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A Reply by Steve Ozanich-Gem

Discussion in 'General Discussion Subforum' started by Eric "Herbie" Watson, Aug 9, 2013.

  1. Eric "Herbie" Watson

    Eric "Herbie" Watson Beloved Grand Eagle

    We repress both thoughts and emotions, although not all thoughts evoke an emotion.
    Repression is just that--it represses. But I think it's more important that you understand that when you say "Although I had the thoughts I am not sure if I actually fully felt the anger, " that you realize that TMS exists because you never felt the anger.

    If you felt the anger you wouldn't experience the symptom. It's vital to understand that even with things as beautiful as a baby, that part of you does not want it. That's the divided mind in conflict, the shadow aspect--the undeveloped self, that does not want any responsibility.

    This is the core of TMS, hiding the aspect of yourself that you cannot allow others to see, the superego and id in combat.
    It's because you were taught to not show negative emotions that you have TMS. Your body is expressing what you want to say, but never learned how.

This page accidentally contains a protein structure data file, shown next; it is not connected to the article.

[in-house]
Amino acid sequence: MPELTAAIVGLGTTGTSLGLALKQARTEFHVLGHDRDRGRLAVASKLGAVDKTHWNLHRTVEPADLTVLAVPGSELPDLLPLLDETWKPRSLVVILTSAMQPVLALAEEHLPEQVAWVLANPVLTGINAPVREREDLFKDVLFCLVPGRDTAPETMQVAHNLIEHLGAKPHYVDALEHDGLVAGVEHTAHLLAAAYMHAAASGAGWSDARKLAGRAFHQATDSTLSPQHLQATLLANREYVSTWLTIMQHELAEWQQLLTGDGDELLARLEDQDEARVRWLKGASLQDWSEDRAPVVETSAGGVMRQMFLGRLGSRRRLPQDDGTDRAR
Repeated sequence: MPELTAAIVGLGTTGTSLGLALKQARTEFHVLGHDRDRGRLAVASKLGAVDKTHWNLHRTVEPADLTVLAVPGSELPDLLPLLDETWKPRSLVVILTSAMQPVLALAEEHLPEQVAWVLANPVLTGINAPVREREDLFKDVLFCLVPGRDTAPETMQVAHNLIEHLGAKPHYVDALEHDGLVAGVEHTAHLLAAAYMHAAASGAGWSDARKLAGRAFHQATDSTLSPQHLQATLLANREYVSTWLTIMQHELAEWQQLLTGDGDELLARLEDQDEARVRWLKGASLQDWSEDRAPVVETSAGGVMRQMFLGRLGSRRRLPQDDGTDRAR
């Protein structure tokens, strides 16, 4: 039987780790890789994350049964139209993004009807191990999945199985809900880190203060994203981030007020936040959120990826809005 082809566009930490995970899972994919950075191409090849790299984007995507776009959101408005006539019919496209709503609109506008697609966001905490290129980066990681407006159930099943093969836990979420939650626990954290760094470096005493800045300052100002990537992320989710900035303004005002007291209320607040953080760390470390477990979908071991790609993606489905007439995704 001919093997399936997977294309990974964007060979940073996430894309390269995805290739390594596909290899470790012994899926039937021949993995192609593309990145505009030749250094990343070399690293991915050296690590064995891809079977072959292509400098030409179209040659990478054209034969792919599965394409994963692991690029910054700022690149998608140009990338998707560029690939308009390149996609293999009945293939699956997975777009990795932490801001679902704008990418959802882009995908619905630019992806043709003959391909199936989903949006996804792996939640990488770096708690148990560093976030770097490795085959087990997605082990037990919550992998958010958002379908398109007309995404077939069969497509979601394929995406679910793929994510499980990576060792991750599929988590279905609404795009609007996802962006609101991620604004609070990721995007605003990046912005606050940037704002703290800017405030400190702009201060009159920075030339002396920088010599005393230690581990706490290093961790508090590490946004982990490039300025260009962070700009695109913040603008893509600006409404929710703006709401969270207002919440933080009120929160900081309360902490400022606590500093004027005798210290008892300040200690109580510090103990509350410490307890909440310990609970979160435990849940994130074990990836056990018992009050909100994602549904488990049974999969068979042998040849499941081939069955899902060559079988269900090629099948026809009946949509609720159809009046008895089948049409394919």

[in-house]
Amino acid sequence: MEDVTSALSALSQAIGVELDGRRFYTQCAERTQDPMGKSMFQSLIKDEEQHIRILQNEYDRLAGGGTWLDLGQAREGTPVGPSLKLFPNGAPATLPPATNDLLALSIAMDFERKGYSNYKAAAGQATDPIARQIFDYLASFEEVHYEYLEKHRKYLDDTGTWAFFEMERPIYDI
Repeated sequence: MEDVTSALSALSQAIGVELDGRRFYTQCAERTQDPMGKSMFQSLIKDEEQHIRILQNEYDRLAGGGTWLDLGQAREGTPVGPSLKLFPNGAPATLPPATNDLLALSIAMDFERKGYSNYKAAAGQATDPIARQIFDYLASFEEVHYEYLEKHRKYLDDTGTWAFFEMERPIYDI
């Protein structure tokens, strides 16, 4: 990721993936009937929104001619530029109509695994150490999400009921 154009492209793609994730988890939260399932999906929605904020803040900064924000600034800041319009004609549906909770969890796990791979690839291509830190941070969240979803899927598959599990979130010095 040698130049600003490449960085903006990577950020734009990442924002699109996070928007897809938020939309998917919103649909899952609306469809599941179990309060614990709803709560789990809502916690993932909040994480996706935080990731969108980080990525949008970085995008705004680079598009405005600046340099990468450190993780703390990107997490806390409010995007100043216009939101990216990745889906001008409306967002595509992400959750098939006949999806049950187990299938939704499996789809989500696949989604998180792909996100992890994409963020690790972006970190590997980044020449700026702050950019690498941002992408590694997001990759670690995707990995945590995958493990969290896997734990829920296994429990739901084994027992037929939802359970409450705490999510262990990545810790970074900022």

Then you have what's called corrupted memory. You see life each day through a prism that's "wrong"...or a skewed filter. That means that every day, all day, you keep automatically compartmentalizing events into the bad category.

    We give more weight to negative forces than positive because of archaic survival mechanisms.

    1) So try to see the good in the day, and

    2) reverse the old memory screens.

    3) TMS is a survival mechanism. It helps us cope through the day when we have inner turmoil.

    4) Your unconscious doesn't understand time. It sees the hurts in you as a little girl as occurring now. You just learn to live around them, and use them as either motivation, or excuses.

    5) Emotional pain is a motivator, and it stems from inner conflict. Repression is lying to yourself that something didn't hurt you, or you were weren't afraid, when you truly were.

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